Even now, seven years on, I can still recall that feeling, deep inside of me, telling me that something was wrong. Very wrong.  A part of me knew that I was very poorly and yet I ignored it. I overrode it.  I ignored my innate, inner knowing and it literally nearly killed me.  At the time I had no knowledge of my intuition, no awareness of the sacred wisdom of my body. Yet it was speaking to me, loud and clear.

I remember my rational, logical mind jumping in to try and make sense of the situation. I literally had a conversation with myself in my head: ‘Come on now Amanda, stop making a fuss. Yes, it hurts, but what did you expect? You just had a baby, and he was a big baby, you had a tear and an episiotomy. This is just normal.’

It was approximately 2am on Friday morning, and three hours ago I had given birth to my first baby. He was lovely, a complete surprise to me (I was expecting a girl.)  He was also fairly large (8lbs 10.5oz) and was born in compound presentation and not in an optimal position. His birth was not a particularly positive or empowering experience, and I needed assistance from the doctor, and repairing afterwards.

I managed the sensations of my contractions fairly well; taking in copious amounts of gas and air and swearing at my husband when he tried to take it from me. Never once did I ask for an epidural. Yet here I was, three hours later, in significant pain. I did what I had always done: nothing. Suck it up, internalise it and, whatever you do, ‘don’t make a fuss’.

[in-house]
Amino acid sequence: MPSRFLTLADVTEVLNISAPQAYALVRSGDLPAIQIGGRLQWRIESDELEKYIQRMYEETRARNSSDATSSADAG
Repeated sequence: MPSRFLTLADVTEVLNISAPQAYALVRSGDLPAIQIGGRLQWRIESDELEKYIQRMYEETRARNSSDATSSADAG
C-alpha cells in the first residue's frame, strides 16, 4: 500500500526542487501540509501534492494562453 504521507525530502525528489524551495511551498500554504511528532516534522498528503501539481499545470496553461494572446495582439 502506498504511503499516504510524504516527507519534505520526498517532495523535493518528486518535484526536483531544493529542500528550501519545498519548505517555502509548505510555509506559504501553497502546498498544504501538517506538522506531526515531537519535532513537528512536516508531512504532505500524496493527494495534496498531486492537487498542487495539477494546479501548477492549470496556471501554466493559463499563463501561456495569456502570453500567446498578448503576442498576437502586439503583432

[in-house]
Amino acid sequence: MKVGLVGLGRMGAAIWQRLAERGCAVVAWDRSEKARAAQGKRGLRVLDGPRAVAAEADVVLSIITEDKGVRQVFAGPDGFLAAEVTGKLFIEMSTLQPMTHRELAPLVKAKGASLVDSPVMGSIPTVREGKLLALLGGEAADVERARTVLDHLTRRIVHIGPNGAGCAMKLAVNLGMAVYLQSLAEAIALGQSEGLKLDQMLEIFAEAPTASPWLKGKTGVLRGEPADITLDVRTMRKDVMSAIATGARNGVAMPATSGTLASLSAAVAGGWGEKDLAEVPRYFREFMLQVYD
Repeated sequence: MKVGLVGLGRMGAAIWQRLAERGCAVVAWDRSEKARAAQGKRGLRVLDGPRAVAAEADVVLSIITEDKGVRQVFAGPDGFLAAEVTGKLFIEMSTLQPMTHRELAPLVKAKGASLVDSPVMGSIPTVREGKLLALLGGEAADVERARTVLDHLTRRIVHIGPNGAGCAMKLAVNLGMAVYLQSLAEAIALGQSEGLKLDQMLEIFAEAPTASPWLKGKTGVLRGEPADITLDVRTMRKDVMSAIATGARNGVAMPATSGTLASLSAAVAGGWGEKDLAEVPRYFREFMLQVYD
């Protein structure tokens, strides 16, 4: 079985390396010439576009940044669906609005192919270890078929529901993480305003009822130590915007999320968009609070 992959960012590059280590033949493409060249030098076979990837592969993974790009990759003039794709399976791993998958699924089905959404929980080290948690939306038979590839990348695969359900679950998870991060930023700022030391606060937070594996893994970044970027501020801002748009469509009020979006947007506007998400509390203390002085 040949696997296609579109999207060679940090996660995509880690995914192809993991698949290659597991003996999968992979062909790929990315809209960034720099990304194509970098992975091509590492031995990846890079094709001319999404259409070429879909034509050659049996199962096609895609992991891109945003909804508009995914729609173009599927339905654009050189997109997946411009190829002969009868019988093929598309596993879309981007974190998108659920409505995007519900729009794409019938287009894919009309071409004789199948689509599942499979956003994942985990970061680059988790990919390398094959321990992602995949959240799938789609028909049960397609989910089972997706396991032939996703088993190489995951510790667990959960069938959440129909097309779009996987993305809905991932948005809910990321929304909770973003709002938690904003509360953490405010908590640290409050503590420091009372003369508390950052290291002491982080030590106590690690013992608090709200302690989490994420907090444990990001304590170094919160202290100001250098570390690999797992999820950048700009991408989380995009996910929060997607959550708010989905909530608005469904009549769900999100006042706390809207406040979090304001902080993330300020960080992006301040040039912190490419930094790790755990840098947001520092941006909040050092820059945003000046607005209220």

I remember the midwife coming in and encouraging me to get up and have a shower. ‘I don’t think I can’, I told her. She ignored this and kept cajoling me.  I remember my internal narrative running its usual programme: ‘she thinks you’re making a fuss about nothing’.

So with all the effort I could muster, I managed to get myself from the bed onto a commode.  And then; everything went white. I could hear ringing in my ears, and I was overcome with a sense of peace.  Half aware of the doctors filling the room, the panicked shouts of medical staff as my blood pressure dropped lower and lower. Feeling like a pin cushion as they tried and failed to put drips in my hands and arms.

I was only half conscious, partly aware of what was going on, like a poorly tuned radio trying to pick up signal.

‘Amanda.’ They said firmly. ‘We need you to get back on the bed.’

‘For f*cks sake,’ I thought. ‘I didn’t want to get off the bloody bed in the first place.’

How I managed to get back on that bed, I’ll never know. I remember hanging off the edge of it, exhausted, telling them ‘you need to give me an epidural or spinal or something, I can’t do this anymore’.  It turns out I was bleeding internally, yet no one could predict how serious it was.

‘I knew it’ I said (to myself as much as anyone else in the room.) ‘I knew something was wrong’.

And that was my first initiation into the power of my intuition.

If this story has touched you, please do not hesitate to reach out to me.